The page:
Wednesday, October 20, 2010

Writing Wednesday: A Rough Start For A Rough Draft

As you all probably know, I'm currently working on a WIP. Culture-based, women's fiction with a romantic slant. My heroine is not your typical/traditional Indian 'desi girl'. In fact, she isn't even Indian per se. She grew up in the South-Asian community of London, but her life is very far from that of the traditional, subservient Indian girl looking for a proper boy to marry. Actually, she's divorced, and her ex is not Indian. He's Black, of African origin.

So I, as the author for this story, know all this. My readers don't. Here's what I did - I put together a Chapter 1 that 'explained' all of her quirky origins/life path, why she is is where she is, what made her who she is, etc. Yes - readers need to know who they're dealing with, especially more so is the case with a culture-based.

I put this chapter up for crits, and an almost blanket comment that came back was - too much backstory.

I agree with the critters.

***Wait a second! Did you just say you know you have an info backstory dump in there? And you did nothing to remove that but left it in? How could you send out something that's sub-par even for crits? Don't you know this is the first step towards sending a sloppily-written copy to an editor/agent who'll reject you flat because of lack of quality???***

Yes to all your questions, except a big fat NO to the last one.

Here's why:

I'm a compulsive plotter. All of the 90K of this WIP is already outlined on an A3 sheet. 'How things happen' in there dwindle to 'thing happening' the closer I get to the ending on that sheet. I know the end but not exactly sure yet how it takes place.
Now to be able to outline, you need to know your plot, your story, and your characters. This is especially true of your main characters, in my case (and women's fiction in general) my heroine. Her name is N.

So I know who N is (I've created her after all). But what I have about her is a rap sheet - with her details and past. N becomes a fully fleshed person as I write her and slowly but surely, I get to know her in the scope of this story of hers.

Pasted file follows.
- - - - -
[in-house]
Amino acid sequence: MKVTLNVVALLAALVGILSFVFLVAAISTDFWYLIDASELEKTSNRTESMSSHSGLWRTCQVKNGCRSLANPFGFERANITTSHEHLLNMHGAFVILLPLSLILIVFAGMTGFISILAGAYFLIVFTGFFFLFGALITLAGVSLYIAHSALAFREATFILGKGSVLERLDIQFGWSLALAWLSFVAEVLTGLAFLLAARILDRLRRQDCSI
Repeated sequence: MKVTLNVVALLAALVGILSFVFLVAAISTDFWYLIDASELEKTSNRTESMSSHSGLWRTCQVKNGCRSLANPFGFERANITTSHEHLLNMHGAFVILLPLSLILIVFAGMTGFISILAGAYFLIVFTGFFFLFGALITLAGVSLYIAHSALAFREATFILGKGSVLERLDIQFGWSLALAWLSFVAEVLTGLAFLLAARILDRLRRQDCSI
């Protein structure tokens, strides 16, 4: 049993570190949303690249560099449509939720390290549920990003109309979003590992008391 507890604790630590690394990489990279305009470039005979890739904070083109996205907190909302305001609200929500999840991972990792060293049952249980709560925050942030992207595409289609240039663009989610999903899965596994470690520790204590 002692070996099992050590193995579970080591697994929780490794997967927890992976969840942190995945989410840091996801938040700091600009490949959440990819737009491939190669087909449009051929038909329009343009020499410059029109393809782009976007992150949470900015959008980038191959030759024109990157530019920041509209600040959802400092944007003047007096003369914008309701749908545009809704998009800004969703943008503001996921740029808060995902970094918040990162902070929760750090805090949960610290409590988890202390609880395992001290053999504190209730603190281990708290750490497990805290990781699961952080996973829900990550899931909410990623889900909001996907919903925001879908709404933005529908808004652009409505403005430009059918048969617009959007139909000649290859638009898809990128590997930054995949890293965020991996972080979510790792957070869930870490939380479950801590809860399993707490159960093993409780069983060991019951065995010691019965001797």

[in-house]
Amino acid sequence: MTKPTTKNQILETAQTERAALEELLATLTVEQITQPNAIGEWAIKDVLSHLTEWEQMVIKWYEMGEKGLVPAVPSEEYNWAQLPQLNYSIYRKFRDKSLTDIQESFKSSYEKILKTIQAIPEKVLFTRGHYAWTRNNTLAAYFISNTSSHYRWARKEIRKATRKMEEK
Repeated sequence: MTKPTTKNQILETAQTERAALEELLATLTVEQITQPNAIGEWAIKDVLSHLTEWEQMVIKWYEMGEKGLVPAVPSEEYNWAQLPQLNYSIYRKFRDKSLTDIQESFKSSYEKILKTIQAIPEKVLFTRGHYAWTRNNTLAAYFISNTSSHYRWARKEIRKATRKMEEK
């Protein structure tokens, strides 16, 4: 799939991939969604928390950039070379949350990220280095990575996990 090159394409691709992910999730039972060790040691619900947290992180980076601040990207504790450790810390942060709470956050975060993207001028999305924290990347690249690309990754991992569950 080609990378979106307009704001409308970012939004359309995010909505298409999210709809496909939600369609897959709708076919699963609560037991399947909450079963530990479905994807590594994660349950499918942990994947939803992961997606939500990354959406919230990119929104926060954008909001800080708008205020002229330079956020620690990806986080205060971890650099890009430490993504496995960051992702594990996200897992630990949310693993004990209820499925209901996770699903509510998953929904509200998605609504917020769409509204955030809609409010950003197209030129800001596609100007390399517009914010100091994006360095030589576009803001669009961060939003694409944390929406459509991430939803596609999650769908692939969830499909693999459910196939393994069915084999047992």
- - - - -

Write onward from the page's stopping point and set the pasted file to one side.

When I start my story, she's a sum of parts, even to me.

Which is why I myself need to know her backstory when I'm writing so I can figure out who I'm dealing with and how I can tell her story convincingly.
The backstory/info-dump is more for my sake as the author than for my readers who I want to 'get' who N is and what her GMC is.

A couple of months into writing this story, 150 pages and 35K into the WIP, and I now have a clear idea of who N is and how much my opening chapter is hindering me rather than helping me move her forward. Putting N face to face with the man with whom she'll fall in love showed me that she's got a sharp tongue and a rather impulsive, act-before-you-think stand. When I wrote the original Chapter 1, I thought N was a quiet girl a little browbeaten by life but who would have a chance to make something out of the cards Fate has dealt her. The real N (whom I'm coming to uncover now, 35K into the ms) is the one I'm finding out as I write! How she'll end this story will be a different N than the one shown in Chapter 1.

So this means - Chapter 1, and probably till Chapter 3 too, will need a rewrite. Nothing in content but mostly in form. I'll need to work out the backstory and put just what is necessary across.

Which brings me to my point today (sorry, I am long-winded. I've also been told an example is worth a thousand explanations, hence the example of my own 'folly' up there).

I allowed myself to write backstory/info-dumping into my Chapter 1 because it is not my final draft! As simple as that!

A big mistake many new writers make is thinking that what they write has to be perfect, that their finished draft is finished, needing just a few punctuation/redundancy polishes. That is not true!

A draft is just that - a draft, nothing finished or complete or perfect! While you're writing, there are things you will come across and uncover about your characters, about their GMC, about your plot. Things will turn out in an unexpected way, and this might or will force you to re-evaluate everything you've penned so far on this story. Rewrites, sometimes a full overhaul, are part and parcel of putting a finished product out there. Nothing ends at - I've finished the draft.